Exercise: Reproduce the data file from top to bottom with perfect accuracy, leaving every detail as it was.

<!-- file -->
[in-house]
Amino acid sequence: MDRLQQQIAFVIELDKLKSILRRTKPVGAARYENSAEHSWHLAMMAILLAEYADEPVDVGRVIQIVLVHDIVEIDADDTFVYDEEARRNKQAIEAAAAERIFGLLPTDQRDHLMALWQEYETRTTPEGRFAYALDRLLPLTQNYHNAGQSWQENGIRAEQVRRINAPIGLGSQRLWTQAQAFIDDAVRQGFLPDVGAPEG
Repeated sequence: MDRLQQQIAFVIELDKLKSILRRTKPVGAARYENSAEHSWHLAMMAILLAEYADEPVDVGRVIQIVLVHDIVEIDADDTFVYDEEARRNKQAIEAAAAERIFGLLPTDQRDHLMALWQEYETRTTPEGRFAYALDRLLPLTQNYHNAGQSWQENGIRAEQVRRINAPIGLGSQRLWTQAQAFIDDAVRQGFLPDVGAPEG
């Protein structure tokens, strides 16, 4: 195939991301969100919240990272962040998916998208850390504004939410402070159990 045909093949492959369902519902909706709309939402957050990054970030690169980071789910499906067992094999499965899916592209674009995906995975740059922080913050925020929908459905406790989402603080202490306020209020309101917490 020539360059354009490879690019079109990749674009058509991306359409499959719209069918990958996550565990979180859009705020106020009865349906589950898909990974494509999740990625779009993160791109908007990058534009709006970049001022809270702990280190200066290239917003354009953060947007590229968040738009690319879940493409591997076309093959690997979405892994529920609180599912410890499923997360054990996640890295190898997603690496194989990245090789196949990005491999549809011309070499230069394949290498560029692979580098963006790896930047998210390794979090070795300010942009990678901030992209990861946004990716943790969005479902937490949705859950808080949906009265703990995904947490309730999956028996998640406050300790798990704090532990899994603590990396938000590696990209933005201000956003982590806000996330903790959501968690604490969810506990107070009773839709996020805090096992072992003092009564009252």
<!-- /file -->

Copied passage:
[in-house]
Amino acid sequence: MDRLQQQIAFVIELDKLKSILRRTKPVGAARYENSAEHSWHLAMMAILLAEYADEPVDVGRVIQIVLVHDIVEIDADDTFVYDEEARRNKQAIEAAAAERIFGLLPTDQRDHLMALWQEYETRTTPEGRFAYALDRLLPLTQNYHNAGQSWQENGIRAEQVRRINAPIGLGSQRLWTQAQAFIDDAVRQGFLPDVGAPEG
Repeated sequence: MDRLQQQIAFVIELDKLKSILRRTKPVGAARYENSAEHSWHLAMMAILLAEYADEPVDVGRVIQIVLVHDIVEIDADDTFVYDEEARRNKQAIEAAAAERIFGLLPTDQRDHLMALWQEYETRTTPEGRFAYALDRLLPLTQNYHNAGQSWQENGIRAEQVRRINAPIGLGSQRLWTQAQAFIDDAVRQGFLPDVGAPEG
């Protein structure tokens, strides 16, 4: 195939991301969100919240990272962040998916998208850390504004939410402070159990 045909093949492959369902519902909706709309939402957050990054970030690169980071789910499906067992094999499965899916592209674009995906995975740059922080913050925020929908459905406790989402603080202490306020209020309101917490 020539360059354009490879690019079109990749674009058509991306359409499959719209069918990958996550565990979180859009705020106020009865349906589950898909990974494509999740990625779009993160791109908007990058534009709006970049001022809270702990280190200066290239917003354009953060947007590229968040738009690319879940493409591997076309093959690997979405892994529920609180599912410890499923997360054990996640890295190898997603690496194989990245090789196949990005491999549809011309070499230069394949290498560029692979580098963006790896930047998210390794979090070795300010942009990678901030992209990861946004990716943790969005479902937490949705859950808080949906009265703990995904947490309730999956028996998640406050300790798990704090532990899994603590990396938000590696990209933005201000956003982590806000996330903790959501968690604490969810506990107070009773839709996020805090096992072992003092009564009252």